Coumarin derivatives, such as warfarin, acenocoumarol and phenprocoumon are frequently prescribed oral anticoagulants to treat and prevent thromboembolism. Because there is a large inter-individual and intra-individual variability in dose-response and a small therapeutic window, treatment with coumarin derivatives is challenging. Certain polymorphisms in CYP2C9 and VKORC1 are associated with lower dose requirements and a higher risk of bleeding. In this review we describe the use of different coumarin derivatives, pharmacokinetic characteristics of these drugs and differences amongst the coumarins. We also describe the current clinical challenges and the role of pharmacogenetic factors. These genetic factors are used to develop dosing algorithms and can be used to predict the right coumarin dose. The effectiveness of this new dosing strategy is currently being investigated in clinical trials.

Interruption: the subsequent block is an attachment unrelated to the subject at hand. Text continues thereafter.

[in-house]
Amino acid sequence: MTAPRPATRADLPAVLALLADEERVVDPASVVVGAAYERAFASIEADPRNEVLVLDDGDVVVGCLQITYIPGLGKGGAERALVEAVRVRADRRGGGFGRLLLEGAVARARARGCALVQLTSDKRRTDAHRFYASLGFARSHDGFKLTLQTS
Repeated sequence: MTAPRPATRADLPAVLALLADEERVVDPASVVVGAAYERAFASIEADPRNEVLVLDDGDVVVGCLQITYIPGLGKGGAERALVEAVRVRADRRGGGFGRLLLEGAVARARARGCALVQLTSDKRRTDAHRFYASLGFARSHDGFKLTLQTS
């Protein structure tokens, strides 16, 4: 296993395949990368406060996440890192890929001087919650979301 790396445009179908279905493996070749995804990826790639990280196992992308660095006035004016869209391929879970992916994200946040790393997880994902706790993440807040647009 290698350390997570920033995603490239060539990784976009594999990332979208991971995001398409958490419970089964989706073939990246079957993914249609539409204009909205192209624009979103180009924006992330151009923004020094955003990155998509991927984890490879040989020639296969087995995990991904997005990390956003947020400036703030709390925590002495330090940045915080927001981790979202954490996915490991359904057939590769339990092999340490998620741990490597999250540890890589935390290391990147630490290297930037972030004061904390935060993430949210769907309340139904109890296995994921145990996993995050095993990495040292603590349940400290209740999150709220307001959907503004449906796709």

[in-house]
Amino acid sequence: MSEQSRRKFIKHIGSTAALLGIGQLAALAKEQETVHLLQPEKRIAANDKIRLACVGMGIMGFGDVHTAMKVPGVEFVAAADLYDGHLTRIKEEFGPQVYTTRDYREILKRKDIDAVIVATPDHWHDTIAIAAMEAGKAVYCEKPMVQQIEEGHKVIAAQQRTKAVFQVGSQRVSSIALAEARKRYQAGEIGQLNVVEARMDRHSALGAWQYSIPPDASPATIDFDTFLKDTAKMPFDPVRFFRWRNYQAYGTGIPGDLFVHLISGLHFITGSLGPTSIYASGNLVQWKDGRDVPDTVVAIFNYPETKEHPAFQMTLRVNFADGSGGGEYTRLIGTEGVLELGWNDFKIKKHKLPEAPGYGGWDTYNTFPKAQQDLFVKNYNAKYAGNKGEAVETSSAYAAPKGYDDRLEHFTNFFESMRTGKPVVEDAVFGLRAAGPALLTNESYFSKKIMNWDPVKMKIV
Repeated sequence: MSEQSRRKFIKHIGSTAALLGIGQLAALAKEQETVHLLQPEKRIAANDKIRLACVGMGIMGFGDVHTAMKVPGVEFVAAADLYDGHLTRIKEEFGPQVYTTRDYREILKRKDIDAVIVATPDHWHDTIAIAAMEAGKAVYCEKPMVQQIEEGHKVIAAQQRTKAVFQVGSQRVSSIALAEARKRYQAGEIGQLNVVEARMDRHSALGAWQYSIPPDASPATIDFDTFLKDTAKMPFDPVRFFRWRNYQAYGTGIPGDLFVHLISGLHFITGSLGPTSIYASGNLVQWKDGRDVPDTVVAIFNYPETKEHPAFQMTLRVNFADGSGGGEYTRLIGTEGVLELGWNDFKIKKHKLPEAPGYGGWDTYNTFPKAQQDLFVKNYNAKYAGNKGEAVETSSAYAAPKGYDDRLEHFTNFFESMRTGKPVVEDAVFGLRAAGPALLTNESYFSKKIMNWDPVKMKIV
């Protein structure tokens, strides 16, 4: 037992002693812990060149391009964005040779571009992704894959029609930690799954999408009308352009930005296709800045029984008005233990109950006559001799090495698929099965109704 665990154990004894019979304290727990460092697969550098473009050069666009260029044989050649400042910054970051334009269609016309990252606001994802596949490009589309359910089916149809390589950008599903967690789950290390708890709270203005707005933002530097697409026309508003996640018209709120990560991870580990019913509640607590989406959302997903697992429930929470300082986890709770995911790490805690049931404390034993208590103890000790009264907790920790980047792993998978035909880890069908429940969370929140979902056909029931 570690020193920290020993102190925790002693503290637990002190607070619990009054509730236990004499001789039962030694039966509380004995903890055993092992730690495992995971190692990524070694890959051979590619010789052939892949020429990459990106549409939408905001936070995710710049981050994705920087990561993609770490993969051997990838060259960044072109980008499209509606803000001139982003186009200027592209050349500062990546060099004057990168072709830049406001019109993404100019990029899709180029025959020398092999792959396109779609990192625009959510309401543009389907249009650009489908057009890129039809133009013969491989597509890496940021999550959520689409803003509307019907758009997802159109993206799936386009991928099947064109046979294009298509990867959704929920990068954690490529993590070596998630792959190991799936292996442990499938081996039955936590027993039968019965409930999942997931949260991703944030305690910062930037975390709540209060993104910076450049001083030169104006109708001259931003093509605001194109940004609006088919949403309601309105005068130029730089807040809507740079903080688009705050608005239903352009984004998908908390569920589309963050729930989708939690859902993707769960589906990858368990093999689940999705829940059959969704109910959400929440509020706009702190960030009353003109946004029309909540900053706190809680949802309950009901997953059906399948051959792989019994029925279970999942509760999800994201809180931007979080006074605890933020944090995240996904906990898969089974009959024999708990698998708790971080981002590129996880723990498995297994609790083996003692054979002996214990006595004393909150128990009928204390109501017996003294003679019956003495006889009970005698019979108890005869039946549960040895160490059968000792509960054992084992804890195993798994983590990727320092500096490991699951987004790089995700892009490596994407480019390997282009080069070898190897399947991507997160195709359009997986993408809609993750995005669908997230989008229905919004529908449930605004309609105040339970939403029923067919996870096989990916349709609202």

Additional Metadata
Keywords acenocoumarol, CYP2C9, pharmacogenetics, phenprocoumon, VKORC1, warfarin
Persistent URL dx.doi.org/10.1111/bcp.12220, hdl.handle.net/1765/71953
Journal British Journal of Clinical Pharmacology
Grant This work was funded by the European Commission 7th Framework Programme; grant id fp7/223062 - A pharmacogenomic approach to coumarin anticoagulant therapy (EU-PACT)
Citation
Verhoef, T.I, Redekop, W.K, Daly, A.K, van Schie, R.F.M, de Boer, A.C, & Maitland-van der Zee, A-H. (2014). Pharmacogenetic-guided dosing of coumarin anticoagulants: Algorithms for warfarin, acenocoumarol and phenprocoumon. British Journal of Clinical Pharmacology, 77(4), 626–641. doi:10.1111/bcp.12220